Date of Award

1989

Degree Type

Dissertation

Degree Name

Ph.D.

Department

Psychology

Keywords

Psychology, Clinical.

Rights

CC BY-NC-ND 4.0

Abstract

The present study tests (1) Katan's (1960) theory that psychic conflict is critical in the development and manifestation of thought disorder and (2) Bannister's (1962) and Shakow's (1962) common tenet that inconsistency is a general characteristic of schizophrenics. The author used the Picture-Preference Test (PPT) to address these issues. To assess Katan's theory, the author created two picture-preference scales: (1) a Conflict Scale, containing pictures that were highly provocative of conflict and (2) a Non-Conflict Scale, containing pictures low in provocation to conflict. The author also used the original Thought Disorder Scale that had been developed by Rudzinski (1979). In these scales, each item was presented to the subjects twice. An Inconsistency score was calculated as the number of items on which the subject's choice on the first presentation of an item did not match his choice on the second presentation of that same item. Besides using the PPT scales, the author administered the Whitaker Index of Schizophrenic Thinking, the Grid Test of Thought Disorder, and the Schedule for Affective Disorders and Schizophrenia-Change Version (SADS-C). The author tested 43 nonparanoid schizophrenics and 43 mood-disordered patients in two psychiatric hospitals. Both the schizophrenic and the mood-disordered patients showed a greater breakdown of thought consistency on the Conflict Scale than they did on the Non-Conflict Scale. Overall, the data indicated that conflict may play a role in thought disorder, although not the central role that Katan (1960) had proposed in his theory. The data also fit with Bannister's (1962) and Shakow's (1962) notion that inconsistency is characteristic of schizophrenics. Inconsistency on each of the PPT scales and on the Grid Test discriminated the two diagnostic groups. Besides testing these theories, the author introduced new methods for scoring the Grid Test. The most promising of these were a Chi-Square index of the similarity of the two Grids and a Perseveration score. The theoretical and practical implications of the findings were discussed. The author argued that both the TD Scale and the new Grid scores could be useful in future research.Dept. of Psychology. Paper copy at Leddy Library: Theses & Major Papers - Basement, West Bldg. / Call Number: Thesis1989 .G354. Source: Dissertation Abstracts International, Volume: 50-03, Section: B, page: 1107. Thesis (Ph.D.)--University of Windsor (Canada), 1989.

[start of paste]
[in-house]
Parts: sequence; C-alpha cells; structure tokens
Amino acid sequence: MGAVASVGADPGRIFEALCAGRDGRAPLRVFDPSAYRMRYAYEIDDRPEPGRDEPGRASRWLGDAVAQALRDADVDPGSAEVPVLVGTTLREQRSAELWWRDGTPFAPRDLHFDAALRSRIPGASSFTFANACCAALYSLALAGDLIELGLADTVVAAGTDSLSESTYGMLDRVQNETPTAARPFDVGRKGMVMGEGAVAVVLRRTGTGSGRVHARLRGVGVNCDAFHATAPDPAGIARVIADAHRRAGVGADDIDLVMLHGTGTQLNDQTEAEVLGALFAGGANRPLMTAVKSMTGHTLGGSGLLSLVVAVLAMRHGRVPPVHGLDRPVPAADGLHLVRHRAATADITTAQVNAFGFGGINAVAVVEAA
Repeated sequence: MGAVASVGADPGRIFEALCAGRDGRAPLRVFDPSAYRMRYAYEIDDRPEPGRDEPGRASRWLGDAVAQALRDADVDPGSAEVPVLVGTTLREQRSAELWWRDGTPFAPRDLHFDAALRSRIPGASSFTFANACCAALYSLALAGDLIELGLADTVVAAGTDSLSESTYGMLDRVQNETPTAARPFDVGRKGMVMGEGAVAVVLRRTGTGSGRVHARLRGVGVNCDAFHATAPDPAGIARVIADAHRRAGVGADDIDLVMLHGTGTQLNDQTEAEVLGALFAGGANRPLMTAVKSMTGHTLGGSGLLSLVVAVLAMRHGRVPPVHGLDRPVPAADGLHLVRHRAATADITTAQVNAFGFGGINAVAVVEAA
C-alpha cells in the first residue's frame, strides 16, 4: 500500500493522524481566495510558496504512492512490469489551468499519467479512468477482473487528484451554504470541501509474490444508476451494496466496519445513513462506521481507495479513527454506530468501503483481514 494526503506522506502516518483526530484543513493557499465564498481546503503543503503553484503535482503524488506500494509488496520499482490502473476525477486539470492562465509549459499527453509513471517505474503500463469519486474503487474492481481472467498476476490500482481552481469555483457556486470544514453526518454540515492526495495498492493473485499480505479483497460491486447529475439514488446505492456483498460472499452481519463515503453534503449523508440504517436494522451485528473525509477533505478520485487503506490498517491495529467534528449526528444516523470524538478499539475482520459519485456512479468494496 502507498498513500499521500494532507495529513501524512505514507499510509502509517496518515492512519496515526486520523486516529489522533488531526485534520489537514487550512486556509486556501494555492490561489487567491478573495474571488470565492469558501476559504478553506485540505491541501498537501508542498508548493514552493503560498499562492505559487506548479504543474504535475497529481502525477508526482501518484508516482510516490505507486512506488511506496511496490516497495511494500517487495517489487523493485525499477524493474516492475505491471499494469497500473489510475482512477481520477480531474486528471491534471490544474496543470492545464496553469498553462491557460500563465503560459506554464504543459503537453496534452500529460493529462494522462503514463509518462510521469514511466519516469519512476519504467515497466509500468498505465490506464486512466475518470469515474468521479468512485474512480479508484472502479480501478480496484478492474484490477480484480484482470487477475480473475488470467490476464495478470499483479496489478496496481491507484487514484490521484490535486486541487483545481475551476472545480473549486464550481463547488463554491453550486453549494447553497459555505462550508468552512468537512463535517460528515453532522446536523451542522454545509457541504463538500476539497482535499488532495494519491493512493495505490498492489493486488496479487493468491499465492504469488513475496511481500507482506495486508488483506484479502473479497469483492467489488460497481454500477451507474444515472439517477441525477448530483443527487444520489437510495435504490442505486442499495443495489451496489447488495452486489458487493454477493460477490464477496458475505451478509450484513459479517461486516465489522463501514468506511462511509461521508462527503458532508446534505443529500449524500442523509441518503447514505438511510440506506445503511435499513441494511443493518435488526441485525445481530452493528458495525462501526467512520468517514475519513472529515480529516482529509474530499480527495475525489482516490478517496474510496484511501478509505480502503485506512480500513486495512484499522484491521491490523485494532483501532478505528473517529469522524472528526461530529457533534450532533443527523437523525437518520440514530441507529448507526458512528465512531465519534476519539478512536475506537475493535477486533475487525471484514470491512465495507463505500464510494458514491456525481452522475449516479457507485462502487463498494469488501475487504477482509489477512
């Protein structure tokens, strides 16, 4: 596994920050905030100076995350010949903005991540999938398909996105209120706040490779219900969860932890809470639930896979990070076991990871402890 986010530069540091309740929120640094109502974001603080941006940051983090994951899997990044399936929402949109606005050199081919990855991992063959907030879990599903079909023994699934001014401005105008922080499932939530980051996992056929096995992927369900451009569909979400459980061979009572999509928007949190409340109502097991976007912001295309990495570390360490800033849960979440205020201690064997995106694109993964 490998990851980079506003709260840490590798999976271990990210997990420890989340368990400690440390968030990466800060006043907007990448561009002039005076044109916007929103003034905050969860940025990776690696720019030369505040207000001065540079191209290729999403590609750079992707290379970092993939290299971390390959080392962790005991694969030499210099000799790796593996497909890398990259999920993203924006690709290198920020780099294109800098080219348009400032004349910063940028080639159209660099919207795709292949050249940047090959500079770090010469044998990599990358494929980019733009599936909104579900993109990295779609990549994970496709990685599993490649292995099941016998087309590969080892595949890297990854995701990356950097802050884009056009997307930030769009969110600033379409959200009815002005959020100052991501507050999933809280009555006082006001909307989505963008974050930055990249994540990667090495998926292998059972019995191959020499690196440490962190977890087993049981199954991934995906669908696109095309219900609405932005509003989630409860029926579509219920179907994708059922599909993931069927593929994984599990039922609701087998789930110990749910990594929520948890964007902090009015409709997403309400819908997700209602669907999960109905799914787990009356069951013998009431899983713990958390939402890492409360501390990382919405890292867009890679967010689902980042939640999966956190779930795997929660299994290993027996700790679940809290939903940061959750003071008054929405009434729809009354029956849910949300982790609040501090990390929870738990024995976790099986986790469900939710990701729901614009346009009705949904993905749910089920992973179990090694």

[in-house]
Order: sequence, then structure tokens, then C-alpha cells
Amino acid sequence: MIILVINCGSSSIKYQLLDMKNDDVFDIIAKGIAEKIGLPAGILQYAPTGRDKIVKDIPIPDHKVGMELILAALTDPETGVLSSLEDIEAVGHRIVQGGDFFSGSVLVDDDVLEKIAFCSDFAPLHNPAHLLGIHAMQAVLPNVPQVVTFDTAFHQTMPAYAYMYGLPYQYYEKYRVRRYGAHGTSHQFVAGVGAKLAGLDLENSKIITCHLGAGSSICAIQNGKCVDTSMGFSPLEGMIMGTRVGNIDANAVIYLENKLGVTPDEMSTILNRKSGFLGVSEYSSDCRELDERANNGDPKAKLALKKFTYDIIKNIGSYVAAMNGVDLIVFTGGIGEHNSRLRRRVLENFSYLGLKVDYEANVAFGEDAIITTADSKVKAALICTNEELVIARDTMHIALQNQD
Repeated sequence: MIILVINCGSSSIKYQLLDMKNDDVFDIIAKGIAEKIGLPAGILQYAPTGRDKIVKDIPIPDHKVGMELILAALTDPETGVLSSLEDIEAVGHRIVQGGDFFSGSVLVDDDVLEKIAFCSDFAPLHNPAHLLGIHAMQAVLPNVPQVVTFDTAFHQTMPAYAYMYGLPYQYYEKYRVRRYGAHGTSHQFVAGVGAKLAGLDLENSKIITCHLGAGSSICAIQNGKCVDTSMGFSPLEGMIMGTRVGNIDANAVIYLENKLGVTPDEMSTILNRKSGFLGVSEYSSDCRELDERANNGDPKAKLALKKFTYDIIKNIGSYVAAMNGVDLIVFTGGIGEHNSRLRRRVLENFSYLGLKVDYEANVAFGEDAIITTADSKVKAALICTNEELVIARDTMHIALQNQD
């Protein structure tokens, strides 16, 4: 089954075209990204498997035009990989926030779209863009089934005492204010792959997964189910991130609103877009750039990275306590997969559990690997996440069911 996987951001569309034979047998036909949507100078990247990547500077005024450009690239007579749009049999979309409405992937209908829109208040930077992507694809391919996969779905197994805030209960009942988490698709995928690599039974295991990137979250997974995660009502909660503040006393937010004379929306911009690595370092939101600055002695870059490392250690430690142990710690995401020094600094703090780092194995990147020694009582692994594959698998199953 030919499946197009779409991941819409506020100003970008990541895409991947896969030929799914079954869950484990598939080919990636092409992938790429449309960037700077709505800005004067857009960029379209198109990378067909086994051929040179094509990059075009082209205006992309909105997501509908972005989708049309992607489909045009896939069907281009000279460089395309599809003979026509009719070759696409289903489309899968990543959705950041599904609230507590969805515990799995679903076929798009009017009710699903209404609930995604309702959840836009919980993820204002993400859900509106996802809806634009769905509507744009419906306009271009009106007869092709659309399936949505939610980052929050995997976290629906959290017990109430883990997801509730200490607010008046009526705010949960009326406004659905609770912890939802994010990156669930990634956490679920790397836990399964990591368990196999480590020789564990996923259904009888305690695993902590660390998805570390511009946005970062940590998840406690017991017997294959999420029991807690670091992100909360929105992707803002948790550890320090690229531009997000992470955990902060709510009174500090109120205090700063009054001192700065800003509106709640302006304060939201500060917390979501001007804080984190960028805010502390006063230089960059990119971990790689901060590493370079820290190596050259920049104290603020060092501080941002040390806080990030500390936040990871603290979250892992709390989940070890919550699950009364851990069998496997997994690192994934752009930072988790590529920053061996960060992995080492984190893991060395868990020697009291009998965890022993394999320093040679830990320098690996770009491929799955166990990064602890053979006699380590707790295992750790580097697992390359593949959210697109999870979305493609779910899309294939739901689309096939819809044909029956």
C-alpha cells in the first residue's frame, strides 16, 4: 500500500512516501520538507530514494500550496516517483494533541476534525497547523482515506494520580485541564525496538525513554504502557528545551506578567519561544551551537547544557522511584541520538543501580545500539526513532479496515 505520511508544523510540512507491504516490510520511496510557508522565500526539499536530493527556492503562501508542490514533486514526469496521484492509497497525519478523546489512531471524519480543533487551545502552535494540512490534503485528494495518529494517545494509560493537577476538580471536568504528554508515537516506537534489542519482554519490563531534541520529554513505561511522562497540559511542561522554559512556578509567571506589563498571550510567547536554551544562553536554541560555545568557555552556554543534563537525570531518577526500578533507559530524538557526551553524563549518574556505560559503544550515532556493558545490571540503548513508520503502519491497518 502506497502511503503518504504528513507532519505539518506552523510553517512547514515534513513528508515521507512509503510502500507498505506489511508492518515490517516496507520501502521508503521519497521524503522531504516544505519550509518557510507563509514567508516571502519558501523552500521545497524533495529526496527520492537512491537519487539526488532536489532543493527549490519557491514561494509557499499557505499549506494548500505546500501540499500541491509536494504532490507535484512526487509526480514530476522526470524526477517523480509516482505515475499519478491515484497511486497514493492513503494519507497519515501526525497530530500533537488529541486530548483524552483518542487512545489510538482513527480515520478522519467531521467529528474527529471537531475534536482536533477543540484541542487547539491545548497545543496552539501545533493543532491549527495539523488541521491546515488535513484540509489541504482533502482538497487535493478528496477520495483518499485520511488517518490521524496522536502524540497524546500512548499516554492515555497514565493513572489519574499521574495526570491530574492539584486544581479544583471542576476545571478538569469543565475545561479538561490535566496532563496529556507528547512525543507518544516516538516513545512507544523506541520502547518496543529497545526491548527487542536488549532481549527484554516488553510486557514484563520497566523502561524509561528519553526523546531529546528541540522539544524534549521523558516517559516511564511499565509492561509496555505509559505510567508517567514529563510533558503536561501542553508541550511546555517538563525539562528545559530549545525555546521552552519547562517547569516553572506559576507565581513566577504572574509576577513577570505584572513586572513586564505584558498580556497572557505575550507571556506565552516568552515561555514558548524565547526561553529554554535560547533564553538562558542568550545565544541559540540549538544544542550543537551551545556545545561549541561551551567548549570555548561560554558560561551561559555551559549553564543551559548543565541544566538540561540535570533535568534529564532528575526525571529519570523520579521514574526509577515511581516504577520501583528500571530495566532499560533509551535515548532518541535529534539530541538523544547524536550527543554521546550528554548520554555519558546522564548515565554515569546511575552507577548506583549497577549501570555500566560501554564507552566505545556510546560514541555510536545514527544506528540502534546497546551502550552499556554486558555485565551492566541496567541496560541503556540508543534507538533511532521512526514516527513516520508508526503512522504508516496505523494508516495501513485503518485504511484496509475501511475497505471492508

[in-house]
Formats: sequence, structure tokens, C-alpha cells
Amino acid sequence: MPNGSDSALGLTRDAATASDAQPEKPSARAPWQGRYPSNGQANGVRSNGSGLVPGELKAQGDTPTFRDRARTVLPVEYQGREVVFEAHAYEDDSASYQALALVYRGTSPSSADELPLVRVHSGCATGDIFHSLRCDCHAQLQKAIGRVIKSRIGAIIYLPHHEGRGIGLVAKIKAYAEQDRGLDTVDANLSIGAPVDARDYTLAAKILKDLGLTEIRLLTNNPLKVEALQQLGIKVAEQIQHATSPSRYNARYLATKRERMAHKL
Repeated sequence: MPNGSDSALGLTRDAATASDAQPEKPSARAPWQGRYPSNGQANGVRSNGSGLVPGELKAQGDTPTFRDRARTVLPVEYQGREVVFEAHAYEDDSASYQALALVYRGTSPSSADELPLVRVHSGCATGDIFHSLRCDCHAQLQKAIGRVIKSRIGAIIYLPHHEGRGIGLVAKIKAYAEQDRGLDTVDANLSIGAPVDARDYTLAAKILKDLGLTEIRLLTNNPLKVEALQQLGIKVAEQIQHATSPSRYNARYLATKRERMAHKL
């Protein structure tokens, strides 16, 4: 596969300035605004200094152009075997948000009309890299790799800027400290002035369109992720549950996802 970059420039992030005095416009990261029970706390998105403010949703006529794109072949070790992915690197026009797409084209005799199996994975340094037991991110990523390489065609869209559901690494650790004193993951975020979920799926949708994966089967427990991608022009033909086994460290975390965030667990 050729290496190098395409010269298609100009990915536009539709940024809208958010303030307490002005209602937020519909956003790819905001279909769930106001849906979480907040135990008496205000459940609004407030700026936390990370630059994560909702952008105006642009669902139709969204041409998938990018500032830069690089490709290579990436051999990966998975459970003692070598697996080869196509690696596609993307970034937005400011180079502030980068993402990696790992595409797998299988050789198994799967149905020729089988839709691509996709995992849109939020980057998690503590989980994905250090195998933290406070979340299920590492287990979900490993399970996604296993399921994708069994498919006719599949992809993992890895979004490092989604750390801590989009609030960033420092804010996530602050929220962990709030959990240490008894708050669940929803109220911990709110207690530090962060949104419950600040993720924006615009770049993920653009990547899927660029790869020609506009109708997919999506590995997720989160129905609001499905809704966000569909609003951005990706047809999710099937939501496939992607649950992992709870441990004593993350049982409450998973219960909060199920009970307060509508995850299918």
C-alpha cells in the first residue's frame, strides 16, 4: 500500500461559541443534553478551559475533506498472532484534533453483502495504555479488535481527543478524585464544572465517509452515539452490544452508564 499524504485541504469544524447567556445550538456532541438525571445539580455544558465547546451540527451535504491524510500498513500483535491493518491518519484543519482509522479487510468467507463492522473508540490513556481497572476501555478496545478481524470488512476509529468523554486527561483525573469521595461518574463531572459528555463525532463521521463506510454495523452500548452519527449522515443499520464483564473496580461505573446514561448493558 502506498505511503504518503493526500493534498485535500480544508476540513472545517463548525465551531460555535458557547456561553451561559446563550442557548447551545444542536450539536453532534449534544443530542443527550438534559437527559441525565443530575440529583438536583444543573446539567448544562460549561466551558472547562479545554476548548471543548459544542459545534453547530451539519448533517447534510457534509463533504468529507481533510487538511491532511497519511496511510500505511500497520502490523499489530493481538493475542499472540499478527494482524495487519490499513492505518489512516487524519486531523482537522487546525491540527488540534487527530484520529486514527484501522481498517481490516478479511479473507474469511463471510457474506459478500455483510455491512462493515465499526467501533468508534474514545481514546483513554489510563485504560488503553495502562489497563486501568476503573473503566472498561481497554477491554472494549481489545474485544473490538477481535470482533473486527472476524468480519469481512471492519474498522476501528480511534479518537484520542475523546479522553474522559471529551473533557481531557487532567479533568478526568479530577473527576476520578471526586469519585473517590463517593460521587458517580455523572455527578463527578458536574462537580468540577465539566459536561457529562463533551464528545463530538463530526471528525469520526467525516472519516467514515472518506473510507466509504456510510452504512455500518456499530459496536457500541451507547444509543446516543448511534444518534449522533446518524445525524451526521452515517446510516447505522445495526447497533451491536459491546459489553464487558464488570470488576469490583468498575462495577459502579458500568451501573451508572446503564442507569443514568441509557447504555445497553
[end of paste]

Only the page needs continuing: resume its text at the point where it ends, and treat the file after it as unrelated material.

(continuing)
Share

COinS